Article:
Google has added a nifty new feature to its Google Maps service that lets owners of Android devices and DSLR cameras create their own 360-degree Street View panoramas of places they’ve been.
Dublin: 11.12.2013 03.08AM
The new terms asked users to agree that Instagram is free to share information about its users with its parent company Facebook and outside affiliates and advertisers.
It also asked users to agree to license their content posted on the photo-sharing network royalty-free.
Another section revealed that Instagram doesn’t always intend to identify paid content from free content.
In a new blog post, Systrom said the company will work to alleviate confusion in the coming weeks and answer concerned users’ questions.
In particular, the company intends to update the language used in the terms that conveyed to users they would lose ownership of their personal photos.
Systrom said legal documents can be misinterpreted and Instagram does not intend to claim ownership of users’ photos.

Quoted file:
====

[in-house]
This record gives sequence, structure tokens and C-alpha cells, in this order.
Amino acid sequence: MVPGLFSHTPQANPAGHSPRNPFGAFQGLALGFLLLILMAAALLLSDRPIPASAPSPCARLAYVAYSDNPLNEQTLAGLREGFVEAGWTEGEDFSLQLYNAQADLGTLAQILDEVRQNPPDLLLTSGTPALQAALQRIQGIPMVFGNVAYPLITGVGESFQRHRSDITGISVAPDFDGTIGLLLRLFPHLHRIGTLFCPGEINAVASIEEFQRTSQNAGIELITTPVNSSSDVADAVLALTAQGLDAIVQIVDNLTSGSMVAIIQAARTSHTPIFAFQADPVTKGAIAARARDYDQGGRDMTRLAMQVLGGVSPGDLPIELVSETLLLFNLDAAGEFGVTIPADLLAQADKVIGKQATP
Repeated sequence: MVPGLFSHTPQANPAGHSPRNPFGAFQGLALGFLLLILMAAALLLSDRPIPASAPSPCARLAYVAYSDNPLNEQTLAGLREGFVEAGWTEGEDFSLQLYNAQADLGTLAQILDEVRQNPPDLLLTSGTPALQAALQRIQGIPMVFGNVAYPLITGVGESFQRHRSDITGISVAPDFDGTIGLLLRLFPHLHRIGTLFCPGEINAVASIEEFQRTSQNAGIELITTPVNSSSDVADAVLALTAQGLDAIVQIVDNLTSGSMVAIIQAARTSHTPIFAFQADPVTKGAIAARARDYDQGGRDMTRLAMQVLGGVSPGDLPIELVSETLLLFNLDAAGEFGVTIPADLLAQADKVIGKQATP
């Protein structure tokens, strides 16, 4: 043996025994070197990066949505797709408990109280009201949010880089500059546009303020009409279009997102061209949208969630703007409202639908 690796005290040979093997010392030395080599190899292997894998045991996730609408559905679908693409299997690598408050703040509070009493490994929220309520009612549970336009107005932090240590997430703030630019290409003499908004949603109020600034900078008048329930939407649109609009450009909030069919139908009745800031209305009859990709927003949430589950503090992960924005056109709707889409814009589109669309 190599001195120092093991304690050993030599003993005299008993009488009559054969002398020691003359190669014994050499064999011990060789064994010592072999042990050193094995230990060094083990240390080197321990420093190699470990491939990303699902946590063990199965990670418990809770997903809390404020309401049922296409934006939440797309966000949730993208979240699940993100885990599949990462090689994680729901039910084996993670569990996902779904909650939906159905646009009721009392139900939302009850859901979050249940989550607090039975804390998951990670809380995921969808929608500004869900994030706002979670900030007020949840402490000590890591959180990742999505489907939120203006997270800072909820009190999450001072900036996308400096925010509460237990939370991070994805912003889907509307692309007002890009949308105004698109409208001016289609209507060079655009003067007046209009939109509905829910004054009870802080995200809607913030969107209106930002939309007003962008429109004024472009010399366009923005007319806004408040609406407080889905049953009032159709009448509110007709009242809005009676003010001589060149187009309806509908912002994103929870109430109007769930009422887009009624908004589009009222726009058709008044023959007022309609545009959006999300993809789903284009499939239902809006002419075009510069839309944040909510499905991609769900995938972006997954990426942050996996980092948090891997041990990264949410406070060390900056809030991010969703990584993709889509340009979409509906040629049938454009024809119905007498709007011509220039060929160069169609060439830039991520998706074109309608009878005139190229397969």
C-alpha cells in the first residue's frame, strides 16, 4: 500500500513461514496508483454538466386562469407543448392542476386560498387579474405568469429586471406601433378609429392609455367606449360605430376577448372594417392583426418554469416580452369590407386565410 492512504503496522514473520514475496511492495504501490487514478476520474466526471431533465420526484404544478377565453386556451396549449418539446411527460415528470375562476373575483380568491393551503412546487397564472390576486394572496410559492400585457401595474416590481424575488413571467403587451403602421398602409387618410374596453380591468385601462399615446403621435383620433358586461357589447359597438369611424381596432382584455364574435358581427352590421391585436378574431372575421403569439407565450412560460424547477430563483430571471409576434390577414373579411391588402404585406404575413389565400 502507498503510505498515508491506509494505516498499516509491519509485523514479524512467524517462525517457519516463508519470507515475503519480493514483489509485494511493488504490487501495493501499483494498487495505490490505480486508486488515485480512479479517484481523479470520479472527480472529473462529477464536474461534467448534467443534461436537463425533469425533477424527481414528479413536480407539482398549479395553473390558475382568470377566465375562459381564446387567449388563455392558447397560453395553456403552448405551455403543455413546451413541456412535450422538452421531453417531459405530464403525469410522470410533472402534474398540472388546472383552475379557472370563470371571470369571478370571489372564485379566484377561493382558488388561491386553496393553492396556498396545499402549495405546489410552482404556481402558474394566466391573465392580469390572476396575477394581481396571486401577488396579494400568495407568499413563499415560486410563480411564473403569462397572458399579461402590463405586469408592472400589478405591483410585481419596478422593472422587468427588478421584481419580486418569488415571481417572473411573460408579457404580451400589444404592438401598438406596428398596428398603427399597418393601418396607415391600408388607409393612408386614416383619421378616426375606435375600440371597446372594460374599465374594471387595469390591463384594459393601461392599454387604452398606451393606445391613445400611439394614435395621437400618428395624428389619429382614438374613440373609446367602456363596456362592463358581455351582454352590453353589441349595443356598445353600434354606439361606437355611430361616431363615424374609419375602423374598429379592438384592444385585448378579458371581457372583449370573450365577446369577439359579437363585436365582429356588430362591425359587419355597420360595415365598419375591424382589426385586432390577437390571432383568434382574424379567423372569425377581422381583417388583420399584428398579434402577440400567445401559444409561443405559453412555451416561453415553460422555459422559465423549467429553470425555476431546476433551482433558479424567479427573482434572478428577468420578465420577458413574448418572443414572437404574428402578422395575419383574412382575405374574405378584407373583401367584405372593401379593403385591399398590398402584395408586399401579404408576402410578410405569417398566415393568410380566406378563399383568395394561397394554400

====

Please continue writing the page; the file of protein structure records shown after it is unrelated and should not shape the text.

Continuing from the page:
In terms of privacy, he said that if users set their controls to private Instagram will only share their photos with people users have approved to follow them.
The most interesting part in the entire response was Systrom’s defence of the company as a business.
“Advertising is one of many ways that Instagram can become a self-sustaining business, but not the only one. Our intention in updating the terms was to communicate that we’d like to experiment with innovative advertising that feels appropriate on Instagram.
“Instead it was interpreted by many that we were going to sell your photos to others without any compensation. This is not true and it is our mistake that this language is confusing. To be clear: it is not our intention to sell your photos.
“We are working on updated language in the terms to make sure this is clear.
“To provide context, we envision a future where both users and brands alike may promote their photos and accounts to increase engagement and to build a more meaningful following,” Systrom said.